This summer, I had the opportunity to intern with the HEC Paris business school in Paris, France. I lived on the campus in Jouy-en-Josas, a small town outside of Paris, for nearly two months. During my time abroad, I had so many memorable and incredible experiences that I will value for the rest of my live. The PICS funding I received greatly contributed to my experience, and I am so grateful to have benefited from the University of Michigan’s incredible programs. I worked at HEC Paris with four other interns: one from the University of Michigan and three from Princeton University. We worked together to help run the summer school program, which was a relatively new program for HEC. Students applied to participate in the rigorous summer school for a two-week session, taking class for nearly six hours a day to earn a course credit. As interns, we were responsible for communicating with professors, helping students with problems they may encounter, and doing most of the administrative work behind the scenes. It was incredibly stressful at times, but also very fun.
Edith Jiang, BA International Studies; BA Economics; minor, Art and Design ‘18
POLIN - Museum of the History of Polish Jews
This past summer I interned at the POLIN Museum of the History of Polish Jews in Warsaw, Poland. I worked on the Artist-in-Residence program in the Adult Education department, which is a program that invites artists from around the world to stay in Warsaw for a three-week residency and develop art projects regarding Polish-Jewish identity. The main part of my job involved helping to select the artists for the upcoming residency program, communicating with them about logistics and planning, helping them find historical sources in the museum’s exhibit and curatorial staff, conducting online research to help them develop their projects, and even scouting locations for their films. The other part of my job was helping out in some of the other events and programs the museum hosted, such as the Jewish Cultural Heritage Conference and the Asylum Arts Foundation collaboration. Without the PICS grant, I probably would have turned down the internship, and I would never have been able to gain the eye-opening experiences that led me to understand myself and other parts of the world a little better.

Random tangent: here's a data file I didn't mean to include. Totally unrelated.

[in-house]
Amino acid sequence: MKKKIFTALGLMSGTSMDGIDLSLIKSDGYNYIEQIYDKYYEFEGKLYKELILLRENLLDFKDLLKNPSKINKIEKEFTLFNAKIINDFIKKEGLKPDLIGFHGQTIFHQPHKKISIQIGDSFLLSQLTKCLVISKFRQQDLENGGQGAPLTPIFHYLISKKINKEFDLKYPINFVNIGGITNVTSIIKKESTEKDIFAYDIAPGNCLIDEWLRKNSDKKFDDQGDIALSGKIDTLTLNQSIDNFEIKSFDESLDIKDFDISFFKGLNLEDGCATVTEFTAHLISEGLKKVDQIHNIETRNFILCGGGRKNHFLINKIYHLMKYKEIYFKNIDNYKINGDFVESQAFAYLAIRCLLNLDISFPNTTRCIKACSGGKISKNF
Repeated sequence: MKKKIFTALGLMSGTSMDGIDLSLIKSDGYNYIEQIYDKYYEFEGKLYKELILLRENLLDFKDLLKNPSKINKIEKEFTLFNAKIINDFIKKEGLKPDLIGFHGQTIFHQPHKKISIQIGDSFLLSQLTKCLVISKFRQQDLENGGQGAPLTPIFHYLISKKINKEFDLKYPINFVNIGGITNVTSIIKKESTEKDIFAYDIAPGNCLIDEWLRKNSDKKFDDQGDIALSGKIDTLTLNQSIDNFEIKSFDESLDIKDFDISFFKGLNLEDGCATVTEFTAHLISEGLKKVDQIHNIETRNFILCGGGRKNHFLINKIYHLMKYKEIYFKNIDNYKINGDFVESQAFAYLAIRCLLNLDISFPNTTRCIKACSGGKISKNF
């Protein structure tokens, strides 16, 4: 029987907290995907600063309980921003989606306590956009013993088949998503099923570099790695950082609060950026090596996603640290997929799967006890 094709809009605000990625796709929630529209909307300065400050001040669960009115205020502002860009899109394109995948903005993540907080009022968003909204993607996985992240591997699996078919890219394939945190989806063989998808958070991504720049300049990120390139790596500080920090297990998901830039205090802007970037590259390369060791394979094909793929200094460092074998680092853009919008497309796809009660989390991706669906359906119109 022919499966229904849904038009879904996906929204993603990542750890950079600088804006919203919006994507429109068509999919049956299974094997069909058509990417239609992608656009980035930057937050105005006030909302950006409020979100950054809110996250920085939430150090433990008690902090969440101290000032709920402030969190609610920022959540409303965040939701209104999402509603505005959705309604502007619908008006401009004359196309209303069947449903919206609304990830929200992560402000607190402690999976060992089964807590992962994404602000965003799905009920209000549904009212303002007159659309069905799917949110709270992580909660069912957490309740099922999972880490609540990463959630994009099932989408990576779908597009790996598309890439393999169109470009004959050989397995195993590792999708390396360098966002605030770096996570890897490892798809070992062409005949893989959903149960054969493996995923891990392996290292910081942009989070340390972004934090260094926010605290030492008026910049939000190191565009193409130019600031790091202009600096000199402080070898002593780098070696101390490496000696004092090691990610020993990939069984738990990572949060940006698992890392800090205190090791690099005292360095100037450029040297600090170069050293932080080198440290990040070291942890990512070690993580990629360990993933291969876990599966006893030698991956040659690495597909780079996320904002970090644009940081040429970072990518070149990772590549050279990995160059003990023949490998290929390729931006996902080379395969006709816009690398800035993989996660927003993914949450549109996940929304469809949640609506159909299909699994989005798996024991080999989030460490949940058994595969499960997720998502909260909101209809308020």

Brianne Recker, BA International Studies; BA Spanish; minor, Moral & Political Philosophy ‘16
Bureau of European and Eurasian Affairs, US Consulate
My internship was completed at the United States Consulate in Barcelona, Spain, with the help of the Longwoods Fellowship. It was an eight-week internship, and I served as the intern for the consular section of the consulate. My duties in the consular section mainly focused on American Citizen Services. The main task was assisting in processing and producing emergency passport replacements. In addition, I helped to provide other services, such as passport renewals, reports of birth abroad, notarial services, and services to American citizens in distress. Additionally, I made a couple of prison visits, visited an American child who is in a foster home in Spain, and assisted on some death cases. I also assisted with some of the work of the Public Diplomacy team at the Consulate. The other intern and I gave a presentation about the United States at a local NGO that provides rehabilitation services to victims of serious head trauma injuries. One of the highlights of my summer was the opportunity to be the note taker for a roundtable discussion between Supreme Court Justice Alito, Justice Ginsburg, former Justice Stevens, and members of the Catalonian legal community. I had the opportunity to meet the Justices, and even have a one-on-one conversation with Justice Ginsburg, who happens to be one of my greatest role models. I served on a special mission in Seville, Spain, for the Presidential visit in July. Because the President did not end up coming to Seville, I was transferred down to the naval base in Rota, Spain, where I acted as an interpreter for Secret Service Agents and members of White House press. This experience was especially memorable for me, and I still can’t believe what incredible timing I had with my internship this summer. I feel incredibly fortunate to have had this experience, and I could not have done it without the help of the funding that this grant provided. I cannot express my gratitude enough to Dr. William Siegel and Ms. Margaret Swaine for establishing this fellowship that has provided me with one of the most rewarding and formative experiences of my life to date.
Amber Talaski, BA International Studies; BA Communication; BA History ‘17
Cheerful Hearts Foundation with UBELONG